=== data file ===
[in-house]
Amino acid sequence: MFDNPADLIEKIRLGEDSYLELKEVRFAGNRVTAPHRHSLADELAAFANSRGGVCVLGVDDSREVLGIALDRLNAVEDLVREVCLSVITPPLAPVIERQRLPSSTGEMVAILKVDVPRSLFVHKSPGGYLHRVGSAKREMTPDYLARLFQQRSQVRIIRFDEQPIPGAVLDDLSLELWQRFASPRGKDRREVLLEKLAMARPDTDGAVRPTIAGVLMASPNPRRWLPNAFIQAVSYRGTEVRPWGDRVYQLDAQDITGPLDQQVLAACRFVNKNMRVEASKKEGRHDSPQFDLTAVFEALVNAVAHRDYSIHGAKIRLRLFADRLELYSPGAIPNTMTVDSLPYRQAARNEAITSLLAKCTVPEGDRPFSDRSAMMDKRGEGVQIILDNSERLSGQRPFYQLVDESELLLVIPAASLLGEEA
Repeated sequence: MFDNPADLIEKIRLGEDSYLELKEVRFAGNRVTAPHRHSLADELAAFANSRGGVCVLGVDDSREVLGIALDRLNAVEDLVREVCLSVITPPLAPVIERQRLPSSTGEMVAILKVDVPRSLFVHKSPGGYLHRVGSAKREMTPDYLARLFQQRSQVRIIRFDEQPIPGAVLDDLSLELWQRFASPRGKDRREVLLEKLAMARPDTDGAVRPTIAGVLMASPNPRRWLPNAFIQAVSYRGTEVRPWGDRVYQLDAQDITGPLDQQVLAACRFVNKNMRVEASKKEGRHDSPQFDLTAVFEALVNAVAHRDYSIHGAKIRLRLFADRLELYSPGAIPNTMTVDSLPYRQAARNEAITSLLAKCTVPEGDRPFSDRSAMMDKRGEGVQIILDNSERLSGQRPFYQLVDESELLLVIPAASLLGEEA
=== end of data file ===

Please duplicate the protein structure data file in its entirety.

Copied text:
[in-house]
Amino acid sequence: MFDNPADLIEKIRLGEDSYLELKEVRFAGNRVTAPHRHSLADELAAFANSRGGVCVLGVDDSREVLGIALDRLNAVEDLVREVCLSVITPPLAPVIERQRLPSSTGEMVAILKVDVPRSLFVHKSPGGYLHRVGSAKREMTPDYLARLFQQRSQVRIIRFDEQPIPGAVLDDLSLELWQRFASPRGKDRREVLLEKLAMARPDTDGAVRPTIAGVLMASPNPRRWLPNAFIQAVSYRGTEVRPWGDRVYQLDAQDITGPLDQQVLAACRFVNKNMRVEASKKEGRHDSPQFDLTAVFEALVNAVAHRDYSIHGAKIRLRLFADRLELYSPGAIPNTMTVDSLPYRQAARNEAITSLLAKCTVPEGDRPFSDRSAMMDKRGEGVQIILDNSERLSGQRPFYQLVDESELLLVIPAASLLGEEA
Repeated sequence: MFDNPADLIEKIRLGEDSYLELKEVRFAGNRVTAPHRHSLADELAAFANSRGGVCVLGVDDSREVLGIALDRLNAVEDLVREVCLSVITPPLAPVIERQRLPSSTGEMVAILKVDVPRSLFVHKSPGGYLHRVGSAKREMTPDYLARLFQQRSQVRIIRFDEQPIPGAVLDDLSLELWQRFASPRGKDRREVLLEKLAMARPDTDGAVRPTIAGVLMASPNPRRWLPNAFIQAVSYRGTEVRPWGDRVYQLDAQDITGPLDQQVLAACRFVNKNMRVEASKKEGRHDSPQFDLTAVFEALVNAVAHRDYSIHGAKIRLRLFADRLELYSPGAIPNTMTVDSLPYRQAARNEAITSLLAKCTVPEGDRPFSDRSAMMDKRGEGVQIILDNSERLSGQRPFYQLVDESELLLVIPAASLLGEEA